As the summer ends, you’re likely thinking back to your memorable family vacations. And, if you’re like me, you’re already planning the next excursion. I grew up traveling and love the anticipation of jumping into the car or boarding a plane for a new adventure. When my daughter was 2, we went to Detroit to visit my aunt, uncle and cousins. It was her first plane trip. From that moment on, traveling together has been our favorite pastime.

Traveling is a great time to naturally reinforce money skills. How do you use their natural curiosity to teach your kids about money? This is the first of three blogs sharing tips on just that. Your strategy will vary with your child’s age and experience, so today, we’ll focus on children between the ages of 5 and 8.

First thing’s first

When teaching your kids money skills through travel, don’t forget:

Memories are Most Important. Life’s busy. Enjoying your travel time and creating memories is top priority. Any learning opportunities should fit naturally into your vacation and not take away from this bonding time. After all, years from now, you’ll be talking about the colorful fish you saw snorkeling, and not how much money was spent on a t-shirt at the souvenir shop.

Kids learn by doing. Kids are naturally curious. They like to engage directly with the world. So provide situations in which they can wrestle with choices, make independent decisions, and experience the natural consequences. As much as you can, don’t “rescue” them from what you think is a poor decision. They’ll weigh their satisfaction and adjust their decision-making the next time.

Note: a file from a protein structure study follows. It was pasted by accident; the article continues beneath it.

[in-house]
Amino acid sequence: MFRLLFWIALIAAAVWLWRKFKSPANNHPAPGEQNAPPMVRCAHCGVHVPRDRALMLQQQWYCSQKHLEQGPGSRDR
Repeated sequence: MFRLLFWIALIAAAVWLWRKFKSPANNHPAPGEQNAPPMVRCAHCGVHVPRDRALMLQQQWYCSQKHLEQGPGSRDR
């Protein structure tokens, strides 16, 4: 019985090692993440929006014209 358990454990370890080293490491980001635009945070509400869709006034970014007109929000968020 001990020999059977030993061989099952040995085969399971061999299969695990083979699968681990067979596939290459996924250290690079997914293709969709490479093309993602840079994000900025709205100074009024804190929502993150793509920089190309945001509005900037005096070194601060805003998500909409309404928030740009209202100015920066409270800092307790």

Money skills involve more than dollars and cents. Situations that require your child to plan, organize, and weigh different choices all increase their budgeting skills. Time and money are both limited resources that we budget; so when you travel, use concepts of time and money to teach decision-making skills. Deciding how to allocate each generally involves a similar process. And both are a natural part of travel.

Know Your Child

As you decide how to sprinkle money skills into your travels, keep in mind your kids at this age and stage.

At this age children think fairly concretely. They learn best using their senses–by hearing, seeing, touching, etc. They’re just developing a sense for abstract concepts like time and money. When traveling with kids, you can most effectively teach them about money by providing them opportunities to use tangible, paper currency rather than credit or debit cards. 

They have short attention spans. Attention span increases with age; at this age range boredom will set in after about 10 minutes. Provide opportunities that allow them to move rather than sit and listen.